However, in the honor of tradition here at Catavino, before we start any theme, we want to here from you! What Ports have you tried in the past? Are there styles of Port wines you’ve had an affinity for more than others? What questions do you want us to answer about Port wine? Obviously, we will happily answer and an all questions you may have, but we ask that you also take a moment to look at For The Love of Port (FLOP). Roy Hersh is without a doubt, considered one of the leading Port wine experts in the US. His knowledge has been so well regarded on topic that in 2003, the Port and Douro Wine Institute (IVDP) awarded him into their “Confraria” (Port Wine Brotherhood), instigating his creation of FLOP in 2004. We’ve had the chance to interview Roy, and have both felt that he is not only one of the most passionate port enthusiasts you’ll come across, but also one of the nicest. Hence, if you’re looking for something beyond a beginner’s guide to Port wine, we suggest you head over to his site for a more profound conversation.

As a side note, we don’t want to lead you astray to think that we will only be talking about Port his week. As much as November is dedicated to Port, we will also be chatting about Madrid’s major wine fair, Iberwine, as well as one of the most prestigious wine tasting being hosted next Monday by Todovino, called Las Lacres. We will also be sprinkling some extra Iberian news here and there to keep you updated on the latest happenings.

If you have any themes you would like us to tackle in the future, as always, we are all ears!

Cheers,
Gabriella

  • Troy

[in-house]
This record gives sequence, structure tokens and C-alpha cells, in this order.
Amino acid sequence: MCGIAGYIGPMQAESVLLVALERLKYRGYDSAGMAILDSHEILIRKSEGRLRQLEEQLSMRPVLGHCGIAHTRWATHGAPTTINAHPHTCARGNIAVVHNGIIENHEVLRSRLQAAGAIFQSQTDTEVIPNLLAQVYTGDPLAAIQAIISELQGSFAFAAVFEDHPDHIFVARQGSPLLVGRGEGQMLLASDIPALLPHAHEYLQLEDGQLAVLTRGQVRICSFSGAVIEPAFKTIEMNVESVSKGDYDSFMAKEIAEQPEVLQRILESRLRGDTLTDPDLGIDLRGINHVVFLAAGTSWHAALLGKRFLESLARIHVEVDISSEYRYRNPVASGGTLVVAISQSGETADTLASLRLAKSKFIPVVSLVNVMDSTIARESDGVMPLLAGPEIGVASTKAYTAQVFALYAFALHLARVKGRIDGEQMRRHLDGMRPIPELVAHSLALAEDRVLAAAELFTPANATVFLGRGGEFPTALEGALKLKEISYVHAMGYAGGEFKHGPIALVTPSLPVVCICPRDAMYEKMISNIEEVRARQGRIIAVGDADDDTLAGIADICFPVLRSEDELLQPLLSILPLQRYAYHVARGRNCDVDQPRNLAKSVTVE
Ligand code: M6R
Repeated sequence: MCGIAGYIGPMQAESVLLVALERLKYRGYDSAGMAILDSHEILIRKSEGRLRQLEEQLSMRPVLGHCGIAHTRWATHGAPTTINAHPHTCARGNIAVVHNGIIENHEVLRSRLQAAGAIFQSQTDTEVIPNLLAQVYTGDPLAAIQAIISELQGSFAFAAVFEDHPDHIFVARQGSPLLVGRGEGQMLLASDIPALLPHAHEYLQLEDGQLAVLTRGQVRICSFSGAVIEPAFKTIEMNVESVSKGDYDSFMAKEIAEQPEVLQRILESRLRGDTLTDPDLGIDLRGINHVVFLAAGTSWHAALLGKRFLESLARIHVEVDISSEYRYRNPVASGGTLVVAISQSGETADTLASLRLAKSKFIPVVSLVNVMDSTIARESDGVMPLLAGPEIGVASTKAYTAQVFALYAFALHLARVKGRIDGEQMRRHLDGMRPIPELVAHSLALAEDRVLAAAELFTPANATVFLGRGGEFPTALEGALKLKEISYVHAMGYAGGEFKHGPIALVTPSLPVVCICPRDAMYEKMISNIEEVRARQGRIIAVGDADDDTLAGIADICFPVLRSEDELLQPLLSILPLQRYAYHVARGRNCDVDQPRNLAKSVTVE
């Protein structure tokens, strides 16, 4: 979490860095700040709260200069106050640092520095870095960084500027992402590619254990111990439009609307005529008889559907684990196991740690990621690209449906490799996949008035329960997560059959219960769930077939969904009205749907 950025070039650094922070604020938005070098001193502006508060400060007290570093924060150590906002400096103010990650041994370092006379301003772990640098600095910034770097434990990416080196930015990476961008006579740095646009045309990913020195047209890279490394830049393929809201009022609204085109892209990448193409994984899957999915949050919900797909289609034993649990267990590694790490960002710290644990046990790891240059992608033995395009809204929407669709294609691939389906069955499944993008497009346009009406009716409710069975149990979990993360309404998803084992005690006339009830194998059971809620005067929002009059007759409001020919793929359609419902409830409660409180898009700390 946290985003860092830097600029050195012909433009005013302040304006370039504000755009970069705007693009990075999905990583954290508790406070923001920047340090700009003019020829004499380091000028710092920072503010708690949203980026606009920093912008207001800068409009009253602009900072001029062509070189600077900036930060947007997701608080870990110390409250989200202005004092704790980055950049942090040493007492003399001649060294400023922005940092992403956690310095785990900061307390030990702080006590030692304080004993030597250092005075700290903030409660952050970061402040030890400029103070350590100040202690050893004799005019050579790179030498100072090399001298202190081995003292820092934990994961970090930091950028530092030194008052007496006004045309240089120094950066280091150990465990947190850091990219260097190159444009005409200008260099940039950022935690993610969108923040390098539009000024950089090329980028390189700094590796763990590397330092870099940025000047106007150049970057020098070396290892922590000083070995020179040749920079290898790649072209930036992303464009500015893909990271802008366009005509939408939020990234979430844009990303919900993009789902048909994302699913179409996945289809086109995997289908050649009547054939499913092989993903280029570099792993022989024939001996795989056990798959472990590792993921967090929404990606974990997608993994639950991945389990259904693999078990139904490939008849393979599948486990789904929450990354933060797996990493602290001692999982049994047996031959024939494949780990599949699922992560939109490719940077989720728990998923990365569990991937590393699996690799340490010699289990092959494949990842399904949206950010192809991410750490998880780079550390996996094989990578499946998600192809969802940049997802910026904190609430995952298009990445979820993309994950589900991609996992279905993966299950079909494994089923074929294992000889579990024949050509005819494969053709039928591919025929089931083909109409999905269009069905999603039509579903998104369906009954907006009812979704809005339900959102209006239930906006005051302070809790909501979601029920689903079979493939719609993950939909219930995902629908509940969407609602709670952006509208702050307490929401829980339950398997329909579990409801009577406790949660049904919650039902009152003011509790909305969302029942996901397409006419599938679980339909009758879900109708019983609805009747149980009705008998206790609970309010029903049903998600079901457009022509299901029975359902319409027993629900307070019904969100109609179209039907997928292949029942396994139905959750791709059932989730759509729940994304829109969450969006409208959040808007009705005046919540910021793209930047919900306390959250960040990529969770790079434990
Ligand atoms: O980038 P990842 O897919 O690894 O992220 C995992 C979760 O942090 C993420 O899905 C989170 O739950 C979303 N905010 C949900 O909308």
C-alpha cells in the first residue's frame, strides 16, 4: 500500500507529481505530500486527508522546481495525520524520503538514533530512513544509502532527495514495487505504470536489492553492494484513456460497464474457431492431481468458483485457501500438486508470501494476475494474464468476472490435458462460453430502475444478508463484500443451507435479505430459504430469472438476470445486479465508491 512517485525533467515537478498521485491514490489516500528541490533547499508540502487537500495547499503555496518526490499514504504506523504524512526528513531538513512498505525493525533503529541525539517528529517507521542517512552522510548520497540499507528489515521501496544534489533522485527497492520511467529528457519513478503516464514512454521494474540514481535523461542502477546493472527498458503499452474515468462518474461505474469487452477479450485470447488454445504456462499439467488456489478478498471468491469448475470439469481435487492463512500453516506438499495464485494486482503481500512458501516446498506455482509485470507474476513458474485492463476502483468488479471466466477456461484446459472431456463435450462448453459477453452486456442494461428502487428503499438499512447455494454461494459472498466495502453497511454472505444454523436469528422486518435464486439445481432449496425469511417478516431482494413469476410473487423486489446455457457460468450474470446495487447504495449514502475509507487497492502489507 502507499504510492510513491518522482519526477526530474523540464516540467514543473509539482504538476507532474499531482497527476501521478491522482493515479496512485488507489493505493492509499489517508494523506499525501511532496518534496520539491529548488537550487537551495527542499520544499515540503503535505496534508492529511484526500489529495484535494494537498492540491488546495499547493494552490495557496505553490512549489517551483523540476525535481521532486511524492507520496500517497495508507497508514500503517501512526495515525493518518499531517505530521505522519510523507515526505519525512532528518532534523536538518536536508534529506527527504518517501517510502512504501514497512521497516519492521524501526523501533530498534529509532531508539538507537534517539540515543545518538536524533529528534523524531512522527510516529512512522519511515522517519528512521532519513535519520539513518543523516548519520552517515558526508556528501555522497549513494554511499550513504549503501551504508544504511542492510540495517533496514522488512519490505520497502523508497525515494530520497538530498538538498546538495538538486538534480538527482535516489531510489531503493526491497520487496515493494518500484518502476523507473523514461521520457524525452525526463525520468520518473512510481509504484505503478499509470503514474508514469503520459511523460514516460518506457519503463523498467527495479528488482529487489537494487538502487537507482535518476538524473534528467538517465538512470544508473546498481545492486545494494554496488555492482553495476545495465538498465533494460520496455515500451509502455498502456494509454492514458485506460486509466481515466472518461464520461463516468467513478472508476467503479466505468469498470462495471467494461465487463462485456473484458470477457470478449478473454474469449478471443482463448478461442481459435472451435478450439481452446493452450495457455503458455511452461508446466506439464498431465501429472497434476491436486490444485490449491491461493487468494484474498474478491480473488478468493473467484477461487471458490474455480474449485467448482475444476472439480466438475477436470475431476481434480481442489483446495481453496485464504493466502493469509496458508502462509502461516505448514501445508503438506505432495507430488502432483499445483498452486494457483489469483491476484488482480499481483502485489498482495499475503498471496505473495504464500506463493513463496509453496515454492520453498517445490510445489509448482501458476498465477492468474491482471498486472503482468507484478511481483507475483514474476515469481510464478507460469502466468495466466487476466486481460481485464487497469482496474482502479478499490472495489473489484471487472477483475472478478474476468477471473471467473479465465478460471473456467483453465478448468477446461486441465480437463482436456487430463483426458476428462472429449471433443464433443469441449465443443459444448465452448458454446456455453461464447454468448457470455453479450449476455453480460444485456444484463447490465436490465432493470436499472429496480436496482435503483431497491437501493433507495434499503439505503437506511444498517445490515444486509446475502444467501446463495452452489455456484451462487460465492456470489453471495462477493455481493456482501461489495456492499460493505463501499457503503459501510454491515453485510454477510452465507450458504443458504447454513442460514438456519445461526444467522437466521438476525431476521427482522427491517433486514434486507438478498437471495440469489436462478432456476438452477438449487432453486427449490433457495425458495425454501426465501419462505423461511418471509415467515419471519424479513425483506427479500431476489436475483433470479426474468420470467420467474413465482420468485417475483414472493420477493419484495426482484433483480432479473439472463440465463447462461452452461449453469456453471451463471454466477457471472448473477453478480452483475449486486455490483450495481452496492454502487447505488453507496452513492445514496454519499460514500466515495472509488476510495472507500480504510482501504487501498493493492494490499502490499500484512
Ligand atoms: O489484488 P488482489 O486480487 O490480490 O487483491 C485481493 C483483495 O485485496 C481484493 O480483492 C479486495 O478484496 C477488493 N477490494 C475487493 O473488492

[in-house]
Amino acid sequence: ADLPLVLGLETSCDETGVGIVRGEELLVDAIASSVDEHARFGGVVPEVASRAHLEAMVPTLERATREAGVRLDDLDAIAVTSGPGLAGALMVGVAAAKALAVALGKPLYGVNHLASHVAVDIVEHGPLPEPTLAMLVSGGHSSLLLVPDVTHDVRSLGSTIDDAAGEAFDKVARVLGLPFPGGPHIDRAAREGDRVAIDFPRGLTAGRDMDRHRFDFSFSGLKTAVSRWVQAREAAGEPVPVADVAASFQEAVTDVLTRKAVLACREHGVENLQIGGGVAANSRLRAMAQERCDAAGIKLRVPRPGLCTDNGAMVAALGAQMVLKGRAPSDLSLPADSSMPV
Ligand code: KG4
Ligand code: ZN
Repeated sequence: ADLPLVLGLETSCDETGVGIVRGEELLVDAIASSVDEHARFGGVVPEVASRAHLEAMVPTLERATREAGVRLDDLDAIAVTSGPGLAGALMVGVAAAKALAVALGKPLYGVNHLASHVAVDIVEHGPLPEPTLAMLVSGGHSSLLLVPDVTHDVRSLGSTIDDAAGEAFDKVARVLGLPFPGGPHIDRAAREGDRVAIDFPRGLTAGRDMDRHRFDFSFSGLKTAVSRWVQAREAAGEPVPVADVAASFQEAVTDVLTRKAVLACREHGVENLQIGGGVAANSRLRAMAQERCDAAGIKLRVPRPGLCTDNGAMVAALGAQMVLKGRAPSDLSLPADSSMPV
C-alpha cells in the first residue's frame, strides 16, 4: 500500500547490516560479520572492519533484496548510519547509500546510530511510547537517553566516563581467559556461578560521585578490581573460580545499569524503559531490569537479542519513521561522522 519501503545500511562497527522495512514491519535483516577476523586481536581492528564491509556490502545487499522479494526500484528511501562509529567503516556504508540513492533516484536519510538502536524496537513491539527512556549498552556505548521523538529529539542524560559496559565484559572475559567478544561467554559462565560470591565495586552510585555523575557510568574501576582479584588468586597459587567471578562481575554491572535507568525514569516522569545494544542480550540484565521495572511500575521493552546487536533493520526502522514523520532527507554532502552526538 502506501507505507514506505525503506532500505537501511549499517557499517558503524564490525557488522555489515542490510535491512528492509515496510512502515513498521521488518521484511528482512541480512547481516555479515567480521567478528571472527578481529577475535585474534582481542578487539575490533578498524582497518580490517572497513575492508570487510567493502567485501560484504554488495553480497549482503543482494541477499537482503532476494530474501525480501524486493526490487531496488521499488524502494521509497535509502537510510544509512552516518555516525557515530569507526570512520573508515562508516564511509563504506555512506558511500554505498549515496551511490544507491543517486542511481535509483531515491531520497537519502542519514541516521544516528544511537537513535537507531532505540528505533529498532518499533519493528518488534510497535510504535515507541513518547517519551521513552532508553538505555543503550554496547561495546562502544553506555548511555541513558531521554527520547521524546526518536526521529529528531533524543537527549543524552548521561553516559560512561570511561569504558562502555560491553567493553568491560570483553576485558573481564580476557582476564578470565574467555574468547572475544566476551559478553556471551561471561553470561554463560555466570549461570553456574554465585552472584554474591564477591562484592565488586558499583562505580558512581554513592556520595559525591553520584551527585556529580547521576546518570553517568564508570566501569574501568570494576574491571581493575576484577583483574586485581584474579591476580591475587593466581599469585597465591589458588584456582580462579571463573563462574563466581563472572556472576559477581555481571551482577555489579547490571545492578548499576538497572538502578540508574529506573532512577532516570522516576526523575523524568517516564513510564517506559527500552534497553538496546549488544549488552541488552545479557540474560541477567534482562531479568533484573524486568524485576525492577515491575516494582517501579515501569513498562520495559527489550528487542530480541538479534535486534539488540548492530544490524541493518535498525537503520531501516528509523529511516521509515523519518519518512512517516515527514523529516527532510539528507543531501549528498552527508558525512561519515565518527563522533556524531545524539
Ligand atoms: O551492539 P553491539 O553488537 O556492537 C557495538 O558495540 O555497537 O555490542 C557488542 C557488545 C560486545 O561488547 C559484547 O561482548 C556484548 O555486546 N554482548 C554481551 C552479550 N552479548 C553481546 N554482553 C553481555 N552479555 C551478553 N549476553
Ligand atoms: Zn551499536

Everyone has their own taste and is entitled to his own opinion, but for my money: -white port is for teenagers -ruby port is for cooking. Don't let anyone sell you either for sipping. Even with those two broad categories shoved aside in a ham-fisted totalitarian manner, there is a wide range of options. For those to whom money is an object — and seriously, isn't that everyone? — the older vintage ports can be quite the extravagance. Given that the wine changes dramatically with age, the older tawnies are a good cheapskate's way of enjoying the benefits of an old vintage without the price. Remember that they declare a vintage on potential, not achieved results, so that 5 to 10 year old vintage hasn't yet achieved what it probably will. They say it is drinkable, but why waste it? Another cheapskate way around vintage prices is to select a colheita. The whole industry has to agree that it is an exceptional year in order to declare a vintage, but in years where some houses think it is but they don't reach consensus, those individual houses might release their product as a colheita. So, a colheita from a house you like is essentially a vintage but at half the price (it is more complicated than that, but that's generally how it works). That's my thoughts on being cheap, but you know what? Go ahead and treat yourself to one of those vintage ports from back in the 70s. You will be glad you did. Thanks casal Opaz for making it Port month. I shall rededicate myself!